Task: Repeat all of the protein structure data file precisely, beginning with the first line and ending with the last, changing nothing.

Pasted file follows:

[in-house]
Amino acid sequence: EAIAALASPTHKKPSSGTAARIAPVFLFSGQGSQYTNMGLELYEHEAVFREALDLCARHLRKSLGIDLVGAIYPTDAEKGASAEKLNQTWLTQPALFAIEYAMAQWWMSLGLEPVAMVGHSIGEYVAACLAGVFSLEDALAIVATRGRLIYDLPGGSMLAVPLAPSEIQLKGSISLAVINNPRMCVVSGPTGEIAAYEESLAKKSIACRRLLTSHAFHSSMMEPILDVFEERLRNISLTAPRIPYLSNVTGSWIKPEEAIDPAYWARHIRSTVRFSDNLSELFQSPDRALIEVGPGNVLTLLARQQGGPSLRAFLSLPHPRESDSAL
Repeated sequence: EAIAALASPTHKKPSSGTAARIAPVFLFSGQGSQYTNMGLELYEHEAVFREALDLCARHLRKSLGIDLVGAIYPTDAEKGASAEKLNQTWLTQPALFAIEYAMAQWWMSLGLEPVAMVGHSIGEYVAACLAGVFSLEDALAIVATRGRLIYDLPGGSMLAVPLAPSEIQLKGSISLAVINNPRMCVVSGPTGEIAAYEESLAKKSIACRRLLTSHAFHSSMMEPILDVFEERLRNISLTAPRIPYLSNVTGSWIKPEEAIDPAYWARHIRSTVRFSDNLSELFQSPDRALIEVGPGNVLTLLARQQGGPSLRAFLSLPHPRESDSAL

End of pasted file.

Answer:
[in-house]
Amino acid sequence: EAIAALASPTHKKPSSGTAARIAPVFLFSGQGSQYTNMGLELYEHEAVFREALDLCARHLRKSLGIDLVGAIYPTDAEKGASAEKLNQTWLTQPALFAIEYAMAQWWMSLGLEPVAMVGHSIGEYVAACLAGVFSLEDALAIVATRGRLIYDLPGGSMLAVPLAPSEIQLKGSISLAVINNPRMCVVSGPTGEIAAYEESLAKKSIACRRLLTSHAFHSSMMEPILDVFEERLRNISLTAPRIPYLSNVTGSWIKPEEAIDPAYWARHIRSTVRFSDNLSELFQSPDRALIEVGPGNVLTLLARQQGGPSLRAFLSLPHPRESDSAL
Repeated sequence: EAIAALASPTHKKPSSGTAARIAPVFLFSGQGSQYTNMGLELYEHEAVFREALDLCARHLRKSLGIDLVGAIYPTDAEKGASAEKLNQTWLTQPALFAIEYAMAQWWMSLGLEPVAMVGHSIGEYVAACLAGVFSLEDALAIVATRGRLIYDLPGGSMLAVPLAPSEIQLKGSISLAVINNPRMCVVSGPTGEIAAYEESLAKKSIACRRLLTSHAFHSSMMEPILDVFEERLRNISLTAPRIPYLSNVTGSWIKPEEAIDPAYWARHIRSTVRFSDNLSELFQSPDRALIEVGPGNVLTLLARQQGGPSLRAFLSLPHPRESDSAL